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Behavioral Issues Why does he do that?


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  #1  
Old 8th May 2012, 10:04 AM
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chewing

My Bella is now almost 8 months old and has decided to start chewing my door frames. I have tried bitter apple, hot sauce, cayenne pepper, removing her from the room, treats, kongs,.....

I am at a loss. Does anyone have any ideas on stopping her from chewing up my house?? She has lots of toys, kongs and bones to chew on. When she chews on her things, we praise her a lot, give her special treats, etc
But, if I turn my back to a minute, she goes for the door frames.
I don't get it.

Thanks in advance...
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  #2  
Old 9th May 2012, 03:24 AM
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Could it be that she is still teething? She may be trying to relieve some of the pain. I think they are still teething up to 8 months or so.
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  #3  
Old 9th May 2012, 05:53 AM
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This may not help at all but jack seems to have real bad anxiety. We usually take him to our friends with a fenced in yard but he stays on the back porch when we are inside. Even though he can see us through the window he chewed on one of there window frames. My mothers dog is on anxiety medication maybe that could have something to do with it.
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  #4  
Old 9th May 2012, 09:45 AM
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Is she confined when she is chewing, or is she free to move around the house and is just chewing when you aren't paying attention to her?

 
  #5  
Old 9th May 2012, 10:03 AM
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she does not chew when she is confined, usually it is just when I am doing something else and not 100% watching her. When I am watching her, she plays with her toys or sticks... she loves sticks.

Yesterday, I was stupid and left her and Napoleon in my sun room while I ran an errand. I know have a partial door frame, the rest has been eaten.
I don't really think it is anxiety, she seems fine being left, even when she is crated, she is fine. I don't know!

 
  #6  
Old 9th May 2012, 12:14 PM
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A couple of things come to mind...

She may be that she has just decided that wood is a really good thing to chew on. I imagine that wood is a pretty satisfying thing for a dog to chew and if she's been chewing sticks and liking it then it isn't a big jump to chewing doorjams. If she has developed a wood chewing preference, it now is the go-to object when she is bored or anxious or looking for something to chew.

Also, I know you don't think she is very anxious but I would be curious to see what her behavior is when you are gone. She might be mildly anxious about being left alone. If it is just mild anxiety it might not be enough to make her chew her crate when she's in there. After all, a crate isn't a comfortable thing to chew on. She might just whine when in the crate. But when she isn't crated (and there are better, more satisfying things to chew) she goes for the doorjams because of that pesky wood chewing preference.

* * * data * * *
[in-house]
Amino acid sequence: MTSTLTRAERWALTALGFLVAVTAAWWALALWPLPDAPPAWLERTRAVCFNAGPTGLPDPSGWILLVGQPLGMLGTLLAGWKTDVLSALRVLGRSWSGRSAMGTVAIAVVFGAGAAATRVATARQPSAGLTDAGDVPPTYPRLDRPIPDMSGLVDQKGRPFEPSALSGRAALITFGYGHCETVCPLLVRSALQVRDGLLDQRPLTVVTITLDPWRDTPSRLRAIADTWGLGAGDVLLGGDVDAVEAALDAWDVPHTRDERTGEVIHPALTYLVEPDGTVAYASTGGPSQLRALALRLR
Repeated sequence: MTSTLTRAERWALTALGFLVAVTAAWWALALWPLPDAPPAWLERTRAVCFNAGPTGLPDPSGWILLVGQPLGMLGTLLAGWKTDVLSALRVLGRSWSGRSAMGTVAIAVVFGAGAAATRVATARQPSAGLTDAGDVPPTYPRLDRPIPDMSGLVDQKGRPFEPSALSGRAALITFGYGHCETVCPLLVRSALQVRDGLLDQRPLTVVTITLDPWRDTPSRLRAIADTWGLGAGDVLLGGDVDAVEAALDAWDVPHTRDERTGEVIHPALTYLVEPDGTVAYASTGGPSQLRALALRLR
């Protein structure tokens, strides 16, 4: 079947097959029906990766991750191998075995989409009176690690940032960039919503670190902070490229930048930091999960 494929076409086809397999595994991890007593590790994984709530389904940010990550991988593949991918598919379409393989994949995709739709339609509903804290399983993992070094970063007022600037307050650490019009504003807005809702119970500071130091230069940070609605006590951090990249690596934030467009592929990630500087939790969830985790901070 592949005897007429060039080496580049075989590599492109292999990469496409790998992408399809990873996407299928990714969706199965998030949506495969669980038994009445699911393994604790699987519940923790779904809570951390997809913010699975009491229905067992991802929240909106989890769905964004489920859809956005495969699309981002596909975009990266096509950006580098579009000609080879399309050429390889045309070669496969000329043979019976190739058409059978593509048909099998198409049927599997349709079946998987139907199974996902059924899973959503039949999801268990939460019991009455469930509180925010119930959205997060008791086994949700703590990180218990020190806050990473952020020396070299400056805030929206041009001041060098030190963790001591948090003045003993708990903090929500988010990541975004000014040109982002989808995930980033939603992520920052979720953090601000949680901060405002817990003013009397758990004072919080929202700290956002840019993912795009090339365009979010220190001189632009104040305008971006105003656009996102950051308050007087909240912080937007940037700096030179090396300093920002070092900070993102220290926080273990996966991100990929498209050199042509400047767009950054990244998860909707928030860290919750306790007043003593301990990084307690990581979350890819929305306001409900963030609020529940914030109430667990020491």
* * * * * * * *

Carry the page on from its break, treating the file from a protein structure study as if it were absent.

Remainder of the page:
Lastly, what do you do when you see her chewing on the doorjams? Is there any chance that she has learned that if she is bored and chews the doorjams you are going to offer her a better, more exciting alternative? She might have initially chewed to relieve boredom and picked the doorjam because it is similar to her sticks. After you redirected her enough times, she decided doorjam chewing was a good strategy to relieve boredom--not because it is such a great activity itself, but because it causes a better activity to be offered. If you redirect her when you are home, that might be enough to make the behavior so strong that she even does it when you are gone.

The solution is to prevent her from getting bored (which means plenty of mental and physical exercise), elimite her ability to chew sticks, build preference in a more appropriate chew item, keep her crated when you leave so she can't continue to chew the doorjams, and offer her an appropriate object to chew *before* you turn your attention from her so that she occupies herself with that item when you aren't able to supervise her 100%.
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  #7  
Old 10th May 2012, 11:31 AM
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Puppy spray

I know this is taboo, but I bought some puppy repellent spray for areas I wanted to keep my dog away from and it works she smells it and immediately walks away. I would try that.
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  #8  
Old 10th May 2012, 12:51 PM
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I tried Bitter apple, which taste horible and some stuff dh found that is a repellant so they won't get in flower beds.

Neither worked.

We are working on her confidence.
I have been giving her little chores and commands that I know she can handle and really praising her when she doesn them.

And, she has a new kong will new stuff to go in it.

Wish me luck!

 
  #9  
Old 10th May 2012, 02:27 PM
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Shes a pup

She's still a pup they do ton's of bad stuff when your not watching....she'll grow out of it...the best thing to limit the damage is to keep them tired, exercise them a lot and they won't have that much energy left to burn....but we all know boxers can go all day. But they do mature trust me haha